What is domestic violence?
The Family Violence Protection Act (2008) the main legislation governing domestic and family violence in Victoria. This Act recognises that family violence is not just physical but also includes economic, emotional, psychological, and sexual abuse.
Domestic violence, also known as family violence not only goes by different names across Australia, but also has similar but different laws.
Having represented clients both as applicants and respondents in relation to intervention orders for over 35 years, we are highly experienced in dealing with the legal issues associated with family violence and domestic violence within the Victorian court systems.
What is an intervention order?
There are different types of intervention orders which are applicable in different circumstances such as:
- Apprehended violence orders (AVO’s)
- Family violence orders
- Restraining orders
- Domestic violence orders
- Personal safety intervention orders
- Intervention violence orders (IVO’s)
Regardless of what type of intervention order, they all have the same goal; to preclude one person from engaging in certain activities towards another person.
In some cases, an interim order may also be granted which means that the order is in effect immediately, and assessed again for its appropriateness at a magistrates Court.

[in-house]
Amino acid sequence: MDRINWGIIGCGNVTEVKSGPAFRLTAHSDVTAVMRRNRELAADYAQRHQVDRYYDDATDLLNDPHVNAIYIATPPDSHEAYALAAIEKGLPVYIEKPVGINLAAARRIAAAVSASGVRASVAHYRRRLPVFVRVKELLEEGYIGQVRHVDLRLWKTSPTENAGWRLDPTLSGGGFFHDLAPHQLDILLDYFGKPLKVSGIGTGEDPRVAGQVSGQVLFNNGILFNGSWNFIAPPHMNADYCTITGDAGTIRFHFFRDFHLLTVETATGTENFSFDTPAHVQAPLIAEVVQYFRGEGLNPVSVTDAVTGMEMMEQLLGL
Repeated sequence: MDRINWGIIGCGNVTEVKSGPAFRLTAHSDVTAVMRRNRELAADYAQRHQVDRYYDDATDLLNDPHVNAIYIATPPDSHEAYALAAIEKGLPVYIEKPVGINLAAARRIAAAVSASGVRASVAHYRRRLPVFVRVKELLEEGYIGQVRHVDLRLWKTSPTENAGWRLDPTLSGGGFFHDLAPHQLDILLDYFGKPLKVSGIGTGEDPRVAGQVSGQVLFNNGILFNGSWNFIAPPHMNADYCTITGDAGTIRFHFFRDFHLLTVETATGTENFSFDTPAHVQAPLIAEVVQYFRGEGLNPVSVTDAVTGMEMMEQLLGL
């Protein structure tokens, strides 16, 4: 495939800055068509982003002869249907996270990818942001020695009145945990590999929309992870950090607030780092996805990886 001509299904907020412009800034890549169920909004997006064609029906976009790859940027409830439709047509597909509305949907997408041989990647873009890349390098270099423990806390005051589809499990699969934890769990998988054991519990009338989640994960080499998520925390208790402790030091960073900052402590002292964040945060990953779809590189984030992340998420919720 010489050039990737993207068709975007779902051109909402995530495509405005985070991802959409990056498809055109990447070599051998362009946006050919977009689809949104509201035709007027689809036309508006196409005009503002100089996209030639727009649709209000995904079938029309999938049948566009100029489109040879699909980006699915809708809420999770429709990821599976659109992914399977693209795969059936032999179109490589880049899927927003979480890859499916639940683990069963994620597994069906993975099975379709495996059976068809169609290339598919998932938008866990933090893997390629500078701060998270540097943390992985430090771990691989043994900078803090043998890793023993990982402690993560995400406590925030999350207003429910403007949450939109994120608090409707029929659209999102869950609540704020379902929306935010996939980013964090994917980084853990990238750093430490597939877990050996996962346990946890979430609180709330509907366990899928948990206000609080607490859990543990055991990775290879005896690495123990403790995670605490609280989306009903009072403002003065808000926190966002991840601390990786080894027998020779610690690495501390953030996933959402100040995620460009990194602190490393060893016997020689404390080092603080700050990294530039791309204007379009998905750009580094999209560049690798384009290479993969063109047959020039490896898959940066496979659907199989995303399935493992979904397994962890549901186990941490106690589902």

What to do if you are a respondent in an intervention order
Whilst each case is different, regardless of your situation it is important that you:
- Carefully read and understand the conditions of the intervention order
- Comply with all conditions on the intervention order
- Seek legal advice as soon as possible
- Contact Velos Criminal Lawyers immediately to obtain advice and representation to best deal with your situation.
What to do if you need to take out an intervention order
To obtain intervention order, the applicant must attend the local Magistrates Court or you can obtain assistance from the police. Applicants can be assisted by a lawyer, the police or they may choose to do this themselves. For immediate protection, the applicant must apply to the court or police to have an interim intervention order granted.
For this to be granted, the magistrate needs to agree that it would
- Ensure the safety of family member
- Preserve the property of a family member
- Or to protect a child or children who have been subjected to family violence
If police have been involved in the matter already, a reverse onus may apply meaning that the court must be satisfied that there are no circumstances to justify imposition of an interim order against the respondent.
Contact us today
If you are facing charges relating to Domestic Family Violence it is important that you contact us immediately. There are strict timelines involved in presenting defences to these charges so it it extremely important that your matter is examined promptly in order to defend you accordingly.
We are ready and able to provide advice, appear and also brief experienced Expert Counsel on an urgent basis to attend in order to best defend, safeguard and advance the rights and interests of our clients.